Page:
A Farewell To Steel Making In Bochum


A history of more than 170 years of steel making ended in Bochum, Germany in late June when the Nirosta stainless steel plant was closed for good.
The original BOF shop was built in 1957 by the Bochumer Verein to be only the second of it’s kind in Germany.
In 1972, after the closure of the blast furnace site both vessels were transformed into AOD converters and an electric arc furnace was installed in the same building to produce stainless steel.
In 1982 a huge new 135 MVA electric arc melt shop was attached and the old EAF was replaced by a ladle furnace.
I payed the site a final visit before the demolition started.

 

82000 KW

TKS Warmbreitband

installed motor capacity makes the ThyssenKrupp hot strip mill in Bochum  the most powerful rolling mill in Germany. Though the mill was already planned in the early 1960ies by the Bochumer Verein steel corporation it wasn’t until 1966, after the takeover by the Fried. Krupp company, that the mill was put into operation.
The mill is capable of rolling even high alloyed speciality steel.
After the closure of the adjacent Nirosta steel mill all primary material now comes from the August Thyssen Hütte in Duisburg.
Images now at stahlseite.

Narrow Strip Mill


After more than 10 years I visited my hometown’s unique narrow strip mill again.
Images now at Stahlseite.
The rolling mill in Hohenlimburg, now part of the city of Hagen/Germany, was founded in 1846 and goes back to the old Böing  forge, a descendant of this family later founded the Boing aircraft company in Seattle, USA.
The mill produced wire and later hot strip.
In 1907 the site was taken over by the Hoesch steel company from Dortmund.
In the 20th century numerous cold rolling , wire drawing and steel spring manufacturers were taken over.
In 1955 the new narrow strip mill started it’s production.The Hohenlimburg site was fusioned with Schwerter Profileisenwalzwerke AG in 1969. This rolling mill was sold to the Italian Calvi group in 2005.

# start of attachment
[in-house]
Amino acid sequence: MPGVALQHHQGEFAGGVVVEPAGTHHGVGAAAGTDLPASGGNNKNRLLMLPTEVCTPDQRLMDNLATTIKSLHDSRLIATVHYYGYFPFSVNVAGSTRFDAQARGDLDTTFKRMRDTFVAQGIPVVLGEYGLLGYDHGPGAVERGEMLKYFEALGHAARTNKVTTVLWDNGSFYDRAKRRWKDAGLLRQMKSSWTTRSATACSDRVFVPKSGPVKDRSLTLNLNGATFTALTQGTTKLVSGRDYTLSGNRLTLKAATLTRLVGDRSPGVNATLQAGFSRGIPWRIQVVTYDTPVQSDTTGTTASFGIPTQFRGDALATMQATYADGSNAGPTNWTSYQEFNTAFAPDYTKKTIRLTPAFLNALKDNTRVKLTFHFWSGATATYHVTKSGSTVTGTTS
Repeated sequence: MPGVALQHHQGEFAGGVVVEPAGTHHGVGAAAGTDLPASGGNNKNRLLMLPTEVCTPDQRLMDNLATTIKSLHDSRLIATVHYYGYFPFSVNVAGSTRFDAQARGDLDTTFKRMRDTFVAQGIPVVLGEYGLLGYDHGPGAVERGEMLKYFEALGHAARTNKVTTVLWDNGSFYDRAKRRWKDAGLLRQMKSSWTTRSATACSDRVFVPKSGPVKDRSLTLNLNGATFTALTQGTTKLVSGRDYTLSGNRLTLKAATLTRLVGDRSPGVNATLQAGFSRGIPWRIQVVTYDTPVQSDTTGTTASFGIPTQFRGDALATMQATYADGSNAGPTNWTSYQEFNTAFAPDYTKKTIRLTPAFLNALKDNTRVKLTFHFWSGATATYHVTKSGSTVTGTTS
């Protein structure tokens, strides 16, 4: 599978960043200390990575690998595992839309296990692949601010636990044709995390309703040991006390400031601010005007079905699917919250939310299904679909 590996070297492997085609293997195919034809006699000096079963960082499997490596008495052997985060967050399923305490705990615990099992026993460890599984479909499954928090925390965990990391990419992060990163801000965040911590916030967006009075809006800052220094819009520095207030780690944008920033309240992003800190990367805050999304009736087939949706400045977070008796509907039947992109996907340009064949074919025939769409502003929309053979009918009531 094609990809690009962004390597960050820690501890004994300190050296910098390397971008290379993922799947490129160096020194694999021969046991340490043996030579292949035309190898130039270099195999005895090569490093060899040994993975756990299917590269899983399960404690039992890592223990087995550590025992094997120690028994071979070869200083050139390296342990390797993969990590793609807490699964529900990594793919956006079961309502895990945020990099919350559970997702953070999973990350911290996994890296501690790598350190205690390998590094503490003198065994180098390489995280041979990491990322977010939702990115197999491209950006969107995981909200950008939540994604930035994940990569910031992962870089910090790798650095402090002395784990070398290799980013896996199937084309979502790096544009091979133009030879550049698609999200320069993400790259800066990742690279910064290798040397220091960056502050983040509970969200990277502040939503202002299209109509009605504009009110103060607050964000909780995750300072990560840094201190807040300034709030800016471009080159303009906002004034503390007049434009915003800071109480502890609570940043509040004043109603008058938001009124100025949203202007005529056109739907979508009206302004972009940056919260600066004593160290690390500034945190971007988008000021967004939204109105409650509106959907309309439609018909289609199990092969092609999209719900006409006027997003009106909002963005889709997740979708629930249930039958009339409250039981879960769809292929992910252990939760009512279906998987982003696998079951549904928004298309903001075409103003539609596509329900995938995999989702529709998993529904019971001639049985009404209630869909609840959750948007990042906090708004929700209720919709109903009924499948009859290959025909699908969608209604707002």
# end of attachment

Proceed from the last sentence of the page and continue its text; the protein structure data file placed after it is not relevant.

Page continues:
The Hohenlimburg plant is now part of ThyssenKrupp Steel.

Wheels Of Steel


The rolling mill in Königswinter, Germany was built in 1957 by the Lemmerz Werke GmbH
producing wide flats for car wheels.
In 1997 Lemmerz merged with the U.S. based Hayes Wheels International company to form Hayes Lemmerz.
In 2010 the rolling mill was outsourced and proceeded under the new name “Warmwalzwerk Königswinter”.
Images here.

Steel Foundry


The steel foundry in Wetterzeube, Germany was founded in 1909 named „Stahlwerk Staeglich und Haberkorn Wetterzeube“. The foundry operated a cupola furnace and two crucible furnaces. These were replaced by an open hearth melt shop in 1921.
After the war the Wetterzeube works were nationalized and became part of the “VEB Stahlgiesserei Elstertal Silbitz” foundry combine in 1955.
In 1985 a 5 ton electric arc furnace, built in the 1950ies and relocated from Bösdorf near Leipzig, was installed.
After the privatization the Wetterzeube foundry became part of the GEW Gestaguss group from Velbert, Germany.
Images now at Stahlseite.

TKS Heavy Plate Mill, Duisburg


The heavy plate mill in Duisburg-Hüttenheim, Germany was built by the Mannesmann company in 1963 to supply plates to their adjecent large diameter pipe welding mill (closed in 1978).
In 1970 the August Thyssen Hütte AG took over the flat rolling business from Mannesmann.
In 1978 the Sack company installed the 3,9 meter four-high rolling stand still in use today.
Images now at Stahlseite.